There are a LOT of similarities between the four Galaxy S phones recently announced by Samsung, but there are also a bunch of differences. One of the most distinct and noticeable differences is the full slideout QWERTY keyboard on the Epic 4G. As some people are stuck on QWERTYs I thought I’d give it a whirl on video to share my specific thoughts:
Very spacious. I’d personally say the layout is a bit wide and keys a bit flat to make it perfect in my personal opinion, but keyboard preferences vary GREATLY from person-to-person. As does the definition of perfect. Furthermore, you need awhile to get used to the input of a new device – familiarity and effectiveness are directly correlated. That being said, I was still VERY excited about the Epic 4G having a full QWERTY and it brings a great option to Sprint customers who like typing on hardware rather than software.
Fun fact: it has a dedicated smiley face hardware button!
Also of note is the car racing game Asphalt which comes prepackaged on the Epic 4G. The graphics were pretty stunning – especially on the Super AMOLED – and Kevin got behind the wheel to school computer guys in a little thing called “speed”:
Dusted by computer guys.
Part of Asphalt 5’s awesomeness is purely due to the stunning screen of ALL the Galaxy S devices – not just the Epic 4G in particular. We wanted to give you a demonstration of just how awesome the video is and that is exactly what we tried to do using a sample clip pre-installed on the phone. Remember, however, that there is limited video recording quality which gets dilluted when rendered for YouTube and then dilluted again when uploaded to YouTube. So watch this YouTube in the highest quality possible if you want the best idea…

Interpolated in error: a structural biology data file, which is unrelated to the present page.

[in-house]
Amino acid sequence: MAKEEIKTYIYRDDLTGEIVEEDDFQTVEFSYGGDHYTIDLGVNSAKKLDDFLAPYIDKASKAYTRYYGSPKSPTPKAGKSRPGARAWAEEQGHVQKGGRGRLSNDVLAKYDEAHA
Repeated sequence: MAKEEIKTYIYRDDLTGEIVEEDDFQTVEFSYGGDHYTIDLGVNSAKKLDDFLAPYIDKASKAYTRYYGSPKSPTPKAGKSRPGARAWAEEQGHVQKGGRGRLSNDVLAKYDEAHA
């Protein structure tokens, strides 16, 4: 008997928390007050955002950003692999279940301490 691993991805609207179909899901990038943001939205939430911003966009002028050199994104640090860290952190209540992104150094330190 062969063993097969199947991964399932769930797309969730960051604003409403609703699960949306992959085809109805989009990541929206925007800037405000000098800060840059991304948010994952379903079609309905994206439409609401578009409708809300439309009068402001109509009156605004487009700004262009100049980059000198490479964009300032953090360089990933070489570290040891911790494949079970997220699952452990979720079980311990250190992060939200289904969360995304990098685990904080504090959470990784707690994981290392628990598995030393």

but you really have to see it for yourself….
At the end of the last video Kevin mentions video out; none of the American Galaxy phones have HDMI video out but instead a protocol called (protocolled?) DLNA. You need DLNA compliant hardware in order to use the wireless video out technology and its becoming more popular. Wikipedia tells us that 26 big tech companies currently promote the standard and if you’d like to learn more, visit dlna.org where they talk about DLNA compliant devices such as TVs, DVRs, phones, laptops, printers and more.